Like all other things that hit a high and come spiraling down, smartphone sales are also plummeting. And the reason experts suggest is one that is quite hard to believe.
Just as technology becomes cheaper and more advanced, manufacturers are launching numerous new smartphones almost every day. But are people buying these newer smartphones at the same rate as they are being produced? The answer, if a recent global smartphone sales report by Gartner is to be believed, is 'no, they aren't'.
And just when we thought people are increasingly spending money on getting newer smartphones, especially in countries like India, the global sales figures suggest otherwise.
The decline points to the fact that the number of people upgrading from feature phones to smartphones seems to have slowed down and that more and more users are extending the life of their existing smartphones by owning them for longer durations, which is contrary to what most of us believed, until now.
According to the data generated by Gartner Inc, globally 408 million smartphone units were sold in the fourth quarter of 2017, which is a 5.6 percent decline over the same quarter in 2016. This is the first and most prominent decline since 2004 when Gartner first started tracking global smartphone sales.
The technology research firm says that the downward spiral trend of smartphone sales in Q4 2017 can be attributed to mainly two factors – the unwillingness of feature phone users to upgrade to low-quality entry-level smartphones and smartphone users sticking with their existing phones for a longer time.
"Two factors led to the fall in the fourth quarter of 2017. First, upgrades from feature phones to smartphones have slowed down due to a lack of quality in ultra-low-cost smartphones and users preferring to buy quality feature phones. Secondly, replacement smartphone users are choosing quality models and are keeping them longer, lengthening the replacement cycle of smartphones," said Andhul Gupta, research director at Gartner.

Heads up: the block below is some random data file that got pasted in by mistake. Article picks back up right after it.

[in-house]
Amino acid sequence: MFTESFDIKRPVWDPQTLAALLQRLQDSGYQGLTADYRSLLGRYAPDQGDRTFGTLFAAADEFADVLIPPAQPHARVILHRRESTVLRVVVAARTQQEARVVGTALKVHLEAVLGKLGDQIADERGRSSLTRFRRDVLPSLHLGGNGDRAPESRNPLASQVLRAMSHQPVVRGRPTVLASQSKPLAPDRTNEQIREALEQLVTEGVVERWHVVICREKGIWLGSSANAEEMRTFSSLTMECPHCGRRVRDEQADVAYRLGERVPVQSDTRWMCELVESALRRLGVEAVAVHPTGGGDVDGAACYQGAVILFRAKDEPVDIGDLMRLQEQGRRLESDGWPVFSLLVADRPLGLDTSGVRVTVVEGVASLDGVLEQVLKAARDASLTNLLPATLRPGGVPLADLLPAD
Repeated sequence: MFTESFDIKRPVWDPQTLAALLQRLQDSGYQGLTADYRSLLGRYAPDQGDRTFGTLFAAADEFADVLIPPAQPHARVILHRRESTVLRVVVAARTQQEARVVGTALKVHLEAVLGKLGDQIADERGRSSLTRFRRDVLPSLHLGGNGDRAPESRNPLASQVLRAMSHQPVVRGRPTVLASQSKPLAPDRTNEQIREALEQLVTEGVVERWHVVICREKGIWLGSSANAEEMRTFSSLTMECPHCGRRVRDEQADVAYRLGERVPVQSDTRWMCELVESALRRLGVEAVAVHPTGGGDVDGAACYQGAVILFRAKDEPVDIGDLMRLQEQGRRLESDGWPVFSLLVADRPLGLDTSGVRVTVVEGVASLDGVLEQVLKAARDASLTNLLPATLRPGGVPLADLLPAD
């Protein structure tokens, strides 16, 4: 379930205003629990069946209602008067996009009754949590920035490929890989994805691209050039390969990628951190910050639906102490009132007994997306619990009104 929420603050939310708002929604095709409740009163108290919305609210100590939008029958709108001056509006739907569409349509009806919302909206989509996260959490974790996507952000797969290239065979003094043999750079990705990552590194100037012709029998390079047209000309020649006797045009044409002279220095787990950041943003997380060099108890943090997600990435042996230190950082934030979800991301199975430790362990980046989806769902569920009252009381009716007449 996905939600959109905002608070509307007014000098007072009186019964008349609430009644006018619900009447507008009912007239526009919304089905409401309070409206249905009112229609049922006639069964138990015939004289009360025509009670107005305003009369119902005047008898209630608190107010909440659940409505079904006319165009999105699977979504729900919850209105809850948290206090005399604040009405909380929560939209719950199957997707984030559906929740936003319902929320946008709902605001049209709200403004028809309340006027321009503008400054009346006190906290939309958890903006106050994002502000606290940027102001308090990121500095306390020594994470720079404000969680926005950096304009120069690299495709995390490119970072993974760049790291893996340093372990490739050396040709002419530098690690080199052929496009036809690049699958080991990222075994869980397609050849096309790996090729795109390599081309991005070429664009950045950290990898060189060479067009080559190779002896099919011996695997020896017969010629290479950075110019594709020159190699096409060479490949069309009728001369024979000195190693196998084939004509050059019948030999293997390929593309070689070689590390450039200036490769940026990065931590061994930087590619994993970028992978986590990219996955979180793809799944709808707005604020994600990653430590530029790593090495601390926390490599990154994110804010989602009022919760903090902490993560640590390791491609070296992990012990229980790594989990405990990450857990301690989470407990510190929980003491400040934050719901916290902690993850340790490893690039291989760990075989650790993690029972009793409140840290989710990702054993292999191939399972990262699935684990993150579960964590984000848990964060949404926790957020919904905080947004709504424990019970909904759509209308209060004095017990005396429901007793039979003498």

"Moreover, while demand for high-quality 4G connectivity and better camera features remained strong, high expectations and few incremental benefits during replacement weakened smartphone sales," he added.
While this may be a bad news for manufacturers like Apple and Samsung, Chinese manufacturers posted decent growth with Huawei and Xiaomi managing to achieve a year-on-year growth of 7.6 percent and 7.9 percent respectively in Q4 2017.
Nevertheless, despite reporting a 3.6 percent decline year-on-year, Samsung still managed to defend its number one slot in the fourth quarter of 2017 against Apple.
In Apple's case, the iPhone maker had a stabilized market share in the fourth quarter of 2017, but compared to the same quarter last year, iPhone sales fell 5 percent. The fall may have resulted from the initial availability and demand-supply issues with the iPhone X, and the lack of innovation with the iPhone 8 and iPhone 8 Plus.
"It (Apple) had three new smartphones — the iPhone 8, iPhone 8 Plus and iPhone X — yet its performance in the quarter was overshadowed by two factors. First, the later availability of the iPhone X led to slow upgrades to iPhone 8 and 8 Plus, as users waited to try the more-expensive model. Second, component shortages and manufacturing capacity constraints preceded a long delivery cycle for the iPhone X, which returned to normal by early December 2017. We expect good demand for the iPhone X to likely bring a delayed sales boost for Apple in the first quarter of 2018," Anshul said.
Talking about the year 2017, nearly 1.5 billion smartphone units were sold to end users, which is an increase of a decent 2.7 percent over the previous year (2016). While Samsung retained its top position, Apple retained the second spot and Huawei ranked number three.